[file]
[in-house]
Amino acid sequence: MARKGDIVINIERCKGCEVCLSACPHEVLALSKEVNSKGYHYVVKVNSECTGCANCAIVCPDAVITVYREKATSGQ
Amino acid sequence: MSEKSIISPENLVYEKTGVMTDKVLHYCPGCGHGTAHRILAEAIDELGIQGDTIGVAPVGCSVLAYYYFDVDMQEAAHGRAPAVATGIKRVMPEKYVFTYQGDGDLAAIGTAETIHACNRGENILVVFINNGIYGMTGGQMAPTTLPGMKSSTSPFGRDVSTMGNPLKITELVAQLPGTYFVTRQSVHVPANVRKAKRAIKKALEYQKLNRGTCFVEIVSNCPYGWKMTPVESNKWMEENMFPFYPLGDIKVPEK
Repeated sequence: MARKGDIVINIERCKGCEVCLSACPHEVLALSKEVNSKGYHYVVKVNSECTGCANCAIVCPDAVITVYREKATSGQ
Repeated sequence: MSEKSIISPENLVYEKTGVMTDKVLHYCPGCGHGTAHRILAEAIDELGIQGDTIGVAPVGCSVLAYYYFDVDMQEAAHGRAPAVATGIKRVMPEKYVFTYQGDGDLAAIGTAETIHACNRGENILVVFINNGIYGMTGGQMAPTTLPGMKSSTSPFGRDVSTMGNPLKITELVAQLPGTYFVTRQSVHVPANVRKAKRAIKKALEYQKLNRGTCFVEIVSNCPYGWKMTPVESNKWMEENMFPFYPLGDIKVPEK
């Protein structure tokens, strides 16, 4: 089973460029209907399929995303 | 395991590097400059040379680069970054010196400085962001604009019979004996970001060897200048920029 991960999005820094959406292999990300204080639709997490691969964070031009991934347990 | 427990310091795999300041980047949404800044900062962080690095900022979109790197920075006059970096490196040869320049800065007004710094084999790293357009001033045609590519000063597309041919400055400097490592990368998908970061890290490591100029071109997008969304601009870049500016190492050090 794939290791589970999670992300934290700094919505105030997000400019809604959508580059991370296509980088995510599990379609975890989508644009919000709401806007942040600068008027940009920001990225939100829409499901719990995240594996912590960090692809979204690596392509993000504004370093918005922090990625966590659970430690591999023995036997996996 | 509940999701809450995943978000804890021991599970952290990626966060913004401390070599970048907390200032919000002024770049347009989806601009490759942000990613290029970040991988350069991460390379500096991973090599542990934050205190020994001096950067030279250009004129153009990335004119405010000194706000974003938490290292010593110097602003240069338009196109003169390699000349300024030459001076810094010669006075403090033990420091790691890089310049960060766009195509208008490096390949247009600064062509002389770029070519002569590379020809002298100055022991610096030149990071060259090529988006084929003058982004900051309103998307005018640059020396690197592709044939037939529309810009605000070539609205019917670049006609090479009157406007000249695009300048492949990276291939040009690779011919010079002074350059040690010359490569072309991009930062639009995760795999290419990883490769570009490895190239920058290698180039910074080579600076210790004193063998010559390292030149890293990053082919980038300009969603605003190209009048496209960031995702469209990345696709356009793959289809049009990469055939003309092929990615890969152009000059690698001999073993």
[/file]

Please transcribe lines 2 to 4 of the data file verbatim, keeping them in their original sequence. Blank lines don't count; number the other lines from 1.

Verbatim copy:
Amino acid sequence: MARKGDIVINIERCKGCEVCLSACPHEVLALSKEVNSKGYHYVVKVNSECTGCANCAIVCPDAVITVYREKATSGQ
Amino acid sequence: MSEKSIISPENLVYEKTGVMTDKVLHYCPGCGHGTAHRILAEAIDELGIQGDTIGVAPVGCSVLAYYYFDVDMQEAAHGRAPAVATGIKRVMPEKYVFTYQGDGDLAAIGTAETIHACNRGENILVVFINNGIYGMTGGQMAPTTLPGMKSSTSPFGRDVSTMGNPLKITELVAQLPGTYFVTRQSVHVPANVRKAKRAIKKALEYQKLNRGTCFVEIVSNCPYGWKMTPVESNKWMEENMFPFYPLGDIKVPEK
Repeated sequence: MARKGDIVINIERCKGCEVCLSACPHEVLALSKEVNSKGYHYVVKVNSECTGCANCAIVCPDAVITVYREKATSGQ